Thursday, February 19, 2015

Treating the rituals of Golden Dawn as a literary text

(Please remember that one of my majors in college was literature while you are reading this. I wrote this as comment in a Facebook discussion on associating the officers of Golden Dawn with various Tarot cards, and believe that some of my readers might be interested in this comment, even if they do not belong to that FB group.)

I think that a lot of the layers in the GD rituals are hardwired into the system by the Cipher Manuscript and the basic set of assumptions that eventually find their expression in the original Z documents. It does not matter if you use the Spirit model or the Psychological model or whatever other model you want. The Cipher Manuscript, the ritual scripts, and the Z documents are a piece of literature, and it can be analyzed though the lens of literary studies.

The Cipher Manuscript associates the Tarot with planets and deities. Once you bring in the idea that the officers, and other forces (places of potent power on the floor of the lodge) are associated with deities (in the form of god-forms), it is natural to make the link between the officers and invisible stations to the Tarot (though the planets and deities).

This linkage creates a situation that once the idea is put forth that (for instance) the Hierophant is the Sun, that we will also associate the Sun card with the office. Furthermore, it opens up the box that says the other six officers who move in the Neophyte ritual are associated with the other six classical planets, and their associated Tarot cards.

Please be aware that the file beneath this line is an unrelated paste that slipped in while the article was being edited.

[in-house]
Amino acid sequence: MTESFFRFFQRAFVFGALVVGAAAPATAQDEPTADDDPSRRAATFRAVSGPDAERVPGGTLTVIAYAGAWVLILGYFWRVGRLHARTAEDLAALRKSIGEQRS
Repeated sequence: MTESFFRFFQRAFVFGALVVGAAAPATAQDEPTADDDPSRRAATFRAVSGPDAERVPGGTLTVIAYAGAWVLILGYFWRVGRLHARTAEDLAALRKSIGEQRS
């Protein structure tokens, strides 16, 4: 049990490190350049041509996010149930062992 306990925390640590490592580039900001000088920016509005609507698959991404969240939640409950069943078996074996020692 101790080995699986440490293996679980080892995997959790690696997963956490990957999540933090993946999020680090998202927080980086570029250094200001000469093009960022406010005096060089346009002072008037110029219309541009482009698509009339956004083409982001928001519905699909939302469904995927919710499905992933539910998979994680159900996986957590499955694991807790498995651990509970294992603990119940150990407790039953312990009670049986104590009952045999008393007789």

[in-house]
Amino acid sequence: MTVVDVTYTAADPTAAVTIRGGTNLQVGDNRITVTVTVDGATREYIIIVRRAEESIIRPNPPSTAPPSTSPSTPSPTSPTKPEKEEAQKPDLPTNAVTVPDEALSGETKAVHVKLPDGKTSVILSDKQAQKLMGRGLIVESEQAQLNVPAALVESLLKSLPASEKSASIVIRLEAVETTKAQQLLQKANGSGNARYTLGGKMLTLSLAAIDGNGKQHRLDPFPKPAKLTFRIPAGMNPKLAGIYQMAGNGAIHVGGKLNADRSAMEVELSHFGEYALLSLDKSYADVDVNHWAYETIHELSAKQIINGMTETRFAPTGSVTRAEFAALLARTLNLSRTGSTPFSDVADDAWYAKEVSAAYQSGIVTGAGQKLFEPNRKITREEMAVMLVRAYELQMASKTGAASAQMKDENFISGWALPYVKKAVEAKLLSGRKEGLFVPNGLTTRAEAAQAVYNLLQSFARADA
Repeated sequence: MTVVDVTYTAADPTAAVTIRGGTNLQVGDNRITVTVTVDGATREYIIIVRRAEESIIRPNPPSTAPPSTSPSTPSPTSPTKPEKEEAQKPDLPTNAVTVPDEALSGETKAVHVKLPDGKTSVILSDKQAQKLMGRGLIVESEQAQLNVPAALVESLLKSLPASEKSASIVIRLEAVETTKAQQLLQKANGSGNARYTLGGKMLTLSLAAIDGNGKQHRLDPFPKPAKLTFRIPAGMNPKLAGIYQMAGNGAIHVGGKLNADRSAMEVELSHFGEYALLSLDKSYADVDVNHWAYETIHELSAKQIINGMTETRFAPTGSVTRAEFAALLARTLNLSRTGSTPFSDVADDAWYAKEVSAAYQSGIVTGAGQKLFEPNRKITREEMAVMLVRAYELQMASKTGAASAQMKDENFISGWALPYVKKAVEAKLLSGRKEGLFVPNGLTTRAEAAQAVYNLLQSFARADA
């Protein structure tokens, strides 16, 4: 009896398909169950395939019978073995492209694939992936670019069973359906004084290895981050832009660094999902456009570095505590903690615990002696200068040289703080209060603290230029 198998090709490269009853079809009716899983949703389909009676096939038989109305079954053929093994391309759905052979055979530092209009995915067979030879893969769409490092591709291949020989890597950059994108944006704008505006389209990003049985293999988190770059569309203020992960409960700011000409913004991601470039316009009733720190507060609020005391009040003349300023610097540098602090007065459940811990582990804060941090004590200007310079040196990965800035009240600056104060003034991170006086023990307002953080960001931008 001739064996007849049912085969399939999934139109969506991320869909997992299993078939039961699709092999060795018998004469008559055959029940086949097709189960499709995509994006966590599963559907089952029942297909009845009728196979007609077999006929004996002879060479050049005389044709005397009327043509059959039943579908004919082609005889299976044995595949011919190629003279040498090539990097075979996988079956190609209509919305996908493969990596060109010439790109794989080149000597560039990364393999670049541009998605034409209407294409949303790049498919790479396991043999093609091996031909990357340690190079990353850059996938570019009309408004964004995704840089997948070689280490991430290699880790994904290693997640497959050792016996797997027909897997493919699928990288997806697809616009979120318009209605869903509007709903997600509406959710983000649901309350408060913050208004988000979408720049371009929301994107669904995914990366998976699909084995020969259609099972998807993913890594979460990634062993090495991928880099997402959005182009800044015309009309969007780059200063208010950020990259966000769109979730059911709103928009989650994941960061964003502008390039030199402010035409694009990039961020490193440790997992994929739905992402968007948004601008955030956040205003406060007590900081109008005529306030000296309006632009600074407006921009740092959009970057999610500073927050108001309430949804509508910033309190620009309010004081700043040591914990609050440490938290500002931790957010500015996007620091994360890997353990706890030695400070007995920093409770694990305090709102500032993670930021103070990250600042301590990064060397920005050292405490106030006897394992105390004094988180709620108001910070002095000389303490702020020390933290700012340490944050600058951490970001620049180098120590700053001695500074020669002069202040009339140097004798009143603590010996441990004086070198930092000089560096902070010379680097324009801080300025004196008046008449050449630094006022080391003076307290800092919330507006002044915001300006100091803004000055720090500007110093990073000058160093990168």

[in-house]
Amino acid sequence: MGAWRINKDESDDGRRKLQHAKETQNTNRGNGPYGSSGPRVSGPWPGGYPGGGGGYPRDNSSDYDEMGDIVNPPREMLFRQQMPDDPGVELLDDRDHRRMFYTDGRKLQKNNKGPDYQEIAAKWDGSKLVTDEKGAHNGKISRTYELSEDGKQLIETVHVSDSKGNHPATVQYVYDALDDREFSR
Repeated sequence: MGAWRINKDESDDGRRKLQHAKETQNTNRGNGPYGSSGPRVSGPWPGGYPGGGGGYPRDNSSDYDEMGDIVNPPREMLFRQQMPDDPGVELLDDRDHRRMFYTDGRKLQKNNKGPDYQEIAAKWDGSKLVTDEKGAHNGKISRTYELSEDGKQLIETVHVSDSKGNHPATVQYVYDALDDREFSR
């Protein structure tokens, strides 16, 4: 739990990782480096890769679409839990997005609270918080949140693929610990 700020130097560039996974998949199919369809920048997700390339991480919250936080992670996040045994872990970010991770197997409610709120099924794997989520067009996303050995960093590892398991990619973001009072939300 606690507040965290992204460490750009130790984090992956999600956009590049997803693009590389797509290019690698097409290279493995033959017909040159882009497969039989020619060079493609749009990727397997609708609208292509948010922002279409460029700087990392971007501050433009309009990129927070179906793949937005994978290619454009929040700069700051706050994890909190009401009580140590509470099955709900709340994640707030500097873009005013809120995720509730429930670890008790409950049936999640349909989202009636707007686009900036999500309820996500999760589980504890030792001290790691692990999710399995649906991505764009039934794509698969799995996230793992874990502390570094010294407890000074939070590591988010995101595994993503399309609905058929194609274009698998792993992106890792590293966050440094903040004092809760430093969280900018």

Because the creator of the Cipher Manuscript did this type of linkage, and the first generation of GD initiates read this type of linkage into the system, following generations have discovered that though a process much like literary analysis that they can puzzle out more linkages that have always been present, but invisible upon first reading of the text of the rituals. (Note that a performance of a ritual is a reading of the text, much like the performance of a Shakespeare play is a reading of the text of that play.)

What students of the system, such as Jack Taylor, Pat Zalewski, and myself, are doing is merely exposing the implications of what the original authors of the text (Cipher, ritual, Z docs) wrote into the text itself. Now what you do with it will depend upon what model you are using, but the task of literary analysis remains the same no matter what model you choose to use (just like in literature, you can read the same text using several different literary theories).

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